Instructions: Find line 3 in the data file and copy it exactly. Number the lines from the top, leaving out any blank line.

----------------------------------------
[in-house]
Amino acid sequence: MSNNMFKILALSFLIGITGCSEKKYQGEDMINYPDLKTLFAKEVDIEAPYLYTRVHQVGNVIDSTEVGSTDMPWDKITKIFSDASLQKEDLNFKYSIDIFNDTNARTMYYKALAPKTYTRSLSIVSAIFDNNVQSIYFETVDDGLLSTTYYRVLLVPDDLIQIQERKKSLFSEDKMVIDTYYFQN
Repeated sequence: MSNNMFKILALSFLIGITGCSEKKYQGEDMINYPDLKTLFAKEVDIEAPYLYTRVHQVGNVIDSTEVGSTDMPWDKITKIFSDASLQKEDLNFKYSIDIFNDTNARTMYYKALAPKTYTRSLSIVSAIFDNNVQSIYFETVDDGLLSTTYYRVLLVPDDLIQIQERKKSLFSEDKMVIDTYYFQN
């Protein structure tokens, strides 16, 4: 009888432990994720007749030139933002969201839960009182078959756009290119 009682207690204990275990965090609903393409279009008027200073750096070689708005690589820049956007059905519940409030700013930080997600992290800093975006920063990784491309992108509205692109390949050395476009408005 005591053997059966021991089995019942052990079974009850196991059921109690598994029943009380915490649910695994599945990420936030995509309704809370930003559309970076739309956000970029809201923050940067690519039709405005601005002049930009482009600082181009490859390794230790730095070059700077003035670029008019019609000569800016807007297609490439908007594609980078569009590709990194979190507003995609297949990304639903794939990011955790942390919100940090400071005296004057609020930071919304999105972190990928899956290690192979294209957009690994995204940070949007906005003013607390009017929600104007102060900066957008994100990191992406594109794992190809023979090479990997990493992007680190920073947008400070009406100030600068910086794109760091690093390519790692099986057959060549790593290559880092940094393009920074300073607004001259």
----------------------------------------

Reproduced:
Repeated sequence: MSNNMFKILALSFLIGITGCSEKKYQGEDMINYPDLKTLFAKEVDIEAPYLYTRVHQVGNVIDSTEVGSTDMPWDKITKIFSDASLQKEDLNFKYSIDIFNDTNARTMYYKALAPKTYTRSLSIVSAIFDNNVQSIYFETVDDGLLSTTYYRVLLVPDDLIQIQERKKSLFSEDKMVIDTYYFQN